Congenital stromal corneal dystrophy is an inherited eye disorder.
This condition primarily affects the cornea, which is the clear outer covering of the eye. In people with this condition, the cornea appears cloudy and may have an irregular surface. These corneal changes lead to visual impairment, including blurring, glare, and a loss of sharp vision (reduced visual acuity). Visual impairment is often associated with additional eye abnormalities, including "lazy eye" (amblyopia), eyes that do not look in the same direction (strabismus), involuntary eye movements (nystagmus), and increased sensitivity to light (photophobia)。
Congenital stromal corneal dystrophy is probably very rare; only a few affected families have been reported in the medical literature.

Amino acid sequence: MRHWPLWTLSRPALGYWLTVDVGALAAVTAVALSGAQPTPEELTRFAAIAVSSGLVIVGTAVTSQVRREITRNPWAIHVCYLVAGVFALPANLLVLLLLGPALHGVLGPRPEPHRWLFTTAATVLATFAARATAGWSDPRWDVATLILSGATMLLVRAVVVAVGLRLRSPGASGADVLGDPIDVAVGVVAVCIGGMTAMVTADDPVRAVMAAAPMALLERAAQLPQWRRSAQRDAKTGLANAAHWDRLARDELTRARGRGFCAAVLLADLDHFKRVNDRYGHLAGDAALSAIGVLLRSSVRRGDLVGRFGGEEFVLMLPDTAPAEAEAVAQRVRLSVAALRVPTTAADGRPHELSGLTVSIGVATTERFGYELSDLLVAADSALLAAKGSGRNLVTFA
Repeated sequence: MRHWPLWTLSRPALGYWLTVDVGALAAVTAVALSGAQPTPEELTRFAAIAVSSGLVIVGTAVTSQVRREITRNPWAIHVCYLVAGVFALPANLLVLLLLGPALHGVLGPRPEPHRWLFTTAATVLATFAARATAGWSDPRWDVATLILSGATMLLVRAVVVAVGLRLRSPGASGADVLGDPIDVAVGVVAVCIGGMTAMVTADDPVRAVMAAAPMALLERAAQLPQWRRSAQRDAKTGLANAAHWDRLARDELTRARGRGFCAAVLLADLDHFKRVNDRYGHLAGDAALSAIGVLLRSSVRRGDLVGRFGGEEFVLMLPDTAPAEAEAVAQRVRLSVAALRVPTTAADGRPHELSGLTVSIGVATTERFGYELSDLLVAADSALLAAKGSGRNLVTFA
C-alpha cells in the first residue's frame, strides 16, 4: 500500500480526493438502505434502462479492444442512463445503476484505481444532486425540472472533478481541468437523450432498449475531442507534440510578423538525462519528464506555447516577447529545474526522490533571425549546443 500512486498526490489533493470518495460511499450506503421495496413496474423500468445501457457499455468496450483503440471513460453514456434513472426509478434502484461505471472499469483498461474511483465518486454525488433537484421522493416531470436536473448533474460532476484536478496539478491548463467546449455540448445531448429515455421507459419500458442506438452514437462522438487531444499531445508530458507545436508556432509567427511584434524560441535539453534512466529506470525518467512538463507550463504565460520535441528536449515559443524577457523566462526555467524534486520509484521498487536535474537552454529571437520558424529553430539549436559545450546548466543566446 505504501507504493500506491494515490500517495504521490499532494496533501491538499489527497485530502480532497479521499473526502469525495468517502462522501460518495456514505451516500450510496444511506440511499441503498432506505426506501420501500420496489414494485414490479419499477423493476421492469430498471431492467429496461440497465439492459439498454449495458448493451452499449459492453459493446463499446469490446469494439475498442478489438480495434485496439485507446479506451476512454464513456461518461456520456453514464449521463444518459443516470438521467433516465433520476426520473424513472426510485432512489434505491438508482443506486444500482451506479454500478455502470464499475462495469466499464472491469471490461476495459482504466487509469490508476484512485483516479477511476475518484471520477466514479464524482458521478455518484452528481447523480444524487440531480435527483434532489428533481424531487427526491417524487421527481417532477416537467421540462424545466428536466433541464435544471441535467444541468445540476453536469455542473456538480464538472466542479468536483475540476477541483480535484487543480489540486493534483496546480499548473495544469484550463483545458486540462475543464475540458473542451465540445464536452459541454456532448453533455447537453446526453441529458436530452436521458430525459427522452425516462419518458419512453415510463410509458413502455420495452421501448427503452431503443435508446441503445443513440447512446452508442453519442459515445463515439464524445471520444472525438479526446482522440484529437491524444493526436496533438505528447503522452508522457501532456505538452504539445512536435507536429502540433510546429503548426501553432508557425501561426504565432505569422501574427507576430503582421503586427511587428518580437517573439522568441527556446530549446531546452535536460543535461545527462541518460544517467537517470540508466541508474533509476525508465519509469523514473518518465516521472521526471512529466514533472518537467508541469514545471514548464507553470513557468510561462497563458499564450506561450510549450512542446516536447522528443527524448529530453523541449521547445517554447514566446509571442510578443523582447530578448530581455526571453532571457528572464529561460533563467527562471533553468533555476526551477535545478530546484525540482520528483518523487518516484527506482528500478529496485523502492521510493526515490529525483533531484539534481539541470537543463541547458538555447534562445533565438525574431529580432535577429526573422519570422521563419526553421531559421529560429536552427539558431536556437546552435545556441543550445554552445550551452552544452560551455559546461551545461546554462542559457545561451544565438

Congenital stromal corneal dystrophy is caused by mutations in the DCN gene. This gene provides instructions for making a protein called decorin, which is involved in the organization of collagens. Collagens are proteins that strengthen and support connective tissues such as skin, bone, tendons, and ligaments. In the cornea, well-organized bundles of collagen make the cornea transparent. Decorin ensures that collagen fibrils in the cornea are uniformly sized and regularly spaced.
Mutations in the DCN gene lead to the production of a defective version of decorin. This abnormal protein interferes with the organization of collagen fibrils in the cornea. As poorly arranged collagen fibrils accumulate, the cornea becomes cloudy. These corneal changes lead to reduced visual acuity and related eye abnormalities.
This condition is inherited in an autosomal dominant pattern, which means one copy of the altered gene in each cell is sufficient to cause the disorder.